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Opinion

How can collaborative methods help us understand vaccine hesitancy among youth?

Published on 14 June 2022

Image of Megan Schmidt-Sane

Megan Schmidt-Sane

Postdoctoral researcher

Image of Santiago Ripoll

Santiago Ripoll

Research Fellow

Image of Tabitha Hrynick

Tabitha Hrynick

Research Officer

Elizabeth Benninger

Research on the context of COVID-19 vaccine ‘hesitancy’ can highlight a wide range of long-standing historical, political-economic, and social issues faced by marginalised communities. Young people, for example, were often labelled ‘vaccine hesitant’ when COVID-19 vaccines first became available, as uptake was lower amongst youth in the United Kingdom and United States. Such labelling can portray young people as ‘ignorant’ without addressing the deeply rooted causes of vaccine hesitancy. We know from social science research on vaccination that uptake of vaccines is rooted in context. Community experiences with authorities and the medical establishment can influence who they trust.

Our research, funded by the British Academy, used collaborative and participatory methods with young people (ages 12-18) in the Ealing borough of London and Cleveland, Ohio to understand how social context, including experiences of systemic racism and structural inequalities, shape responses to COVID-19 vaccines. Using a comparative case study approach and a ‘political economy of health’ lens, we found that vaccine uptake was patterned by age (younger youth were more likely to get a vaccine), experiences of marginalisation and deprivation, and family and peer influence. Rather than encountering misinformation on social media, young people were inundated with information (both good and bad) in the news, on social media, and from friends and family. Young people who were vaccinated were more likely to have friends and family who were vaccinated, and vice versa. Most importantly, young people’s engagement with COVID-19 vaccines reflected their experiences as youth in the UK and US. This showed up in mistrust between racially minoritised youth and local authorities.

Cleveland’s long and complicated history of racial diversity, marked by discriminatory housing policies (‘redlining’) and segregation in schools, among other injustices, shapes how the city’s Black youth relate to and trust in authorities. In Cleveland, as in many other cities, place matters. Where you live in the region determines what kind of housing is available, which schools children can go to, and whether there are supermarkets with healthy foods to purchase. Patterns of racial inequities also show up in wide health and education disparities. Black populations face higher infant mortality, while Black and Latine/Latinx are 3 times more likely to live in poverty (compared to whites). Black Clevelanders have a life expectancy that is 6 years lower than whites.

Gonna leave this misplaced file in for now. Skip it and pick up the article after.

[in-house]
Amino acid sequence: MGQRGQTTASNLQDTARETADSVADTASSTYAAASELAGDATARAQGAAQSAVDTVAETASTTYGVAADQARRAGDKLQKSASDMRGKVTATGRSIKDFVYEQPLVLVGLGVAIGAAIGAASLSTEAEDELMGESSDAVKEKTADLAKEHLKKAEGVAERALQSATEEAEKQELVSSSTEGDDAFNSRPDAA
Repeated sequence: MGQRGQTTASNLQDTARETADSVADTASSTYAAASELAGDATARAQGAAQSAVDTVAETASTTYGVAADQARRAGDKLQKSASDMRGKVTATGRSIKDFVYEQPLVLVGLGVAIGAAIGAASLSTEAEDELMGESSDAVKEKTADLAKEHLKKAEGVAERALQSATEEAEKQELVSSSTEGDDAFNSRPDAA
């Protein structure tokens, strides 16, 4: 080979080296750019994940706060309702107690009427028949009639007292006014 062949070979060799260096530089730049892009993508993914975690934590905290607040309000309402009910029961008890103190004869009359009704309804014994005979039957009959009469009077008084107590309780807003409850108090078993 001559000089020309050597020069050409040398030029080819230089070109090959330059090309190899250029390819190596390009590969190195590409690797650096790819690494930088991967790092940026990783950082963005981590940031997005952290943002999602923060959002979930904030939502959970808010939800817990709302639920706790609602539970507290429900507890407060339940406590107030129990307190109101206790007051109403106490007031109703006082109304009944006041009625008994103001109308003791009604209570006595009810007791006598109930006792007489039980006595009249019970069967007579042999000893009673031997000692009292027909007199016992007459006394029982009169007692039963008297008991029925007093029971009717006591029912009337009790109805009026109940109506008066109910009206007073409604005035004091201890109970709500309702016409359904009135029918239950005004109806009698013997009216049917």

In Ealing, nearly half of the population was born abroad and it is one of the UK’s most diverse local authorities. Many residents face economic precarity and poverty, and overall, the borough ranks as the 87th most deprived of 326 local authorities in England, according to the Index of Multiple Deprivation (IMD). People from ethnic minority backgrounds are disproportionately impacted by issues of deprivation. COVID-19 also disproportionately impacted racialised communities in Ealing, with western parts of the borough being more affected by transmission, serious illness and death.

We engaged 123 young people in both settings using traditional research methods (in-depth interviews, focus group discussions) and youth participatory action research (YPAR). We worked with Youth Advisory Boards in each place that provided oversight of the research, validated study results, and helped with dissemination of findings. In both contexts, young people from racial minorities  reported facing barriers to employment, negative experiences within the education system, and worsening mental health. In Cleveland, young people reported symptoms of depression and anxiety during the pandemic that still have not been fully addressed. In Ealing, young people reported facing racism in schools and over-surveillance by local police who used Section 60 and ‘stop and searches’ as reasons to harass them. This contributes to a sense of being targeted, as well as ignored and under-represented in local and national political processes. This provides fertile ground for mistrust in government, and by extension, in COVID-19 vaccines.

Our work has been published in various formats, including this short summary report on the British Academy website, and two in-depth case studies of Ealing, London and Cleveland, Ohio. We also have two policy-oriented briefings on Ealing and Cleveland available on the Social Science in Humanitarian Action Platform (SSHAP). 

 

This blog was originally published by the Social Science in Humanitarian Action Platform (SSHAP). Follow SSHAP on Twitter to keep up to date with the latest activities and outputs.

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